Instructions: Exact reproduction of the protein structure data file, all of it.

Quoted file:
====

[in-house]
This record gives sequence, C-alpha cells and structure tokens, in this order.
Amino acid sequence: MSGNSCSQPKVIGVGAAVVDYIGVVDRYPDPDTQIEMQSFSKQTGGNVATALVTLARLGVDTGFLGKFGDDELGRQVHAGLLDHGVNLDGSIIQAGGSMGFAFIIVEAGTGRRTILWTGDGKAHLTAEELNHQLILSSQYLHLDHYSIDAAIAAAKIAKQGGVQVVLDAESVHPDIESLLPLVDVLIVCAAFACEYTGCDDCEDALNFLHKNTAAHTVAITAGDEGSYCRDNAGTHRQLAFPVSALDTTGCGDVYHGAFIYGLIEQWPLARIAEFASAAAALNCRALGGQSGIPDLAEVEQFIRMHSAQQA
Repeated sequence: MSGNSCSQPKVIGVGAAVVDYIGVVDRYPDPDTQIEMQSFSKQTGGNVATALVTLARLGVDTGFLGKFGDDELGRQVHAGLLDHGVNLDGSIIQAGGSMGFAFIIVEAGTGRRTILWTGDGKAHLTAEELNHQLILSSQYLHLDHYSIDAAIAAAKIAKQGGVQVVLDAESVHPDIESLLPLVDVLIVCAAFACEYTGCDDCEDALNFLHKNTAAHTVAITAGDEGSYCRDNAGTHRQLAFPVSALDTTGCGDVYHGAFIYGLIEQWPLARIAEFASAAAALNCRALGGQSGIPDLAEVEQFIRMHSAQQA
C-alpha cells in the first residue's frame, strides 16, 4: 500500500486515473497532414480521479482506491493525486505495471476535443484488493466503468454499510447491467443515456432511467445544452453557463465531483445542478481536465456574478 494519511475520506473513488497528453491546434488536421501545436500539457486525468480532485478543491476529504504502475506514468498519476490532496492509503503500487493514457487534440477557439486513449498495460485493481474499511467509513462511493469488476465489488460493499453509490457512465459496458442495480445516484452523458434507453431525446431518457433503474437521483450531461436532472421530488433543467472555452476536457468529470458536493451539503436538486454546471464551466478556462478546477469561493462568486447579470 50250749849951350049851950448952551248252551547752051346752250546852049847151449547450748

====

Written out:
[in-house]
This record gives sequence, C-alpha cells and structure tokens, in this order.
Amino acid sequence: MSGNSCSQPKVIGVGAAVVDYIGVVDRYPDPDTQIEMQSFSKQTGGNVATALVTLARLGVDTGFLGKFGDDELGRQVHAGLLDHGVNLDGSIIQAGGSMGFAFIIVEAGTGRRTILWTGDGKAHLTAEELNHQLILSSQYLHLDHYSIDAAIAAAKIAKQGGVQVVLDAESVHPDIESLLPLVDVLIVCAAFACEYTGCDDCEDALNFLHKNTAAHTVAITAGDEGSYCRDNAGTHRQLAFPVSALDTTGCGDVYHGAFIYGLIEQWPLARIAEFASAAAALNCRALGGQSGIPDLAEVEQFIRMHSAQQA
Repeated sequence: MSGNSCSQPKVIGVGAAVVDYIGVVDRYPDPDTQIEMQSFSKQTGGNVATALVTLARLGVDTGFLGKFGDDELGRQVHAGLLDHGVNLDGSIIQAGGSMGFAFIIVEAGTGRRTILWTGDGKAHLTAEELNHQLILSSQYLHLDHYSIDAAIAAAKIAKQGGVQVVLDAESVHPDIESLLPLVDVLIVCAAFACEYTGCDDCEDALNFLHKNTAAHTVAITAGDEGSYCRDNAGTHRQLAFPVSALDTTGCGDVYHGAFIYGLIEQWPLARIAEFASAAAALNCRALGGQSGIPDLAEVEQFIRMHSAQQA
C-alpha cells in the first residue's frame, strides 16, 4: 500500500486515473497532414480521479482506491493525486505495471476535443484488493466503468454499510447491467443515456432511467445544452453557463465531483445542478481536465456574478 494519511475520506473513488497528453491546434488536421501545436500539457486525468480532485478543491476529504504502475506514468498519476490532496492509503503500487493514457487534440477557439486513449498495460485493481474499511467509513462511493469488476465489488460493499453509490457512465459496458442495480445516484452523458434507453431525446431518457433503474437521483450531461436532472421530488433543467472555452476536457468529470458536493451539503436538486454546471464551466478556462478546477469561493462568486447579470 50250749849951350049851950448952551248252551547752051346752250546852049847151449547450748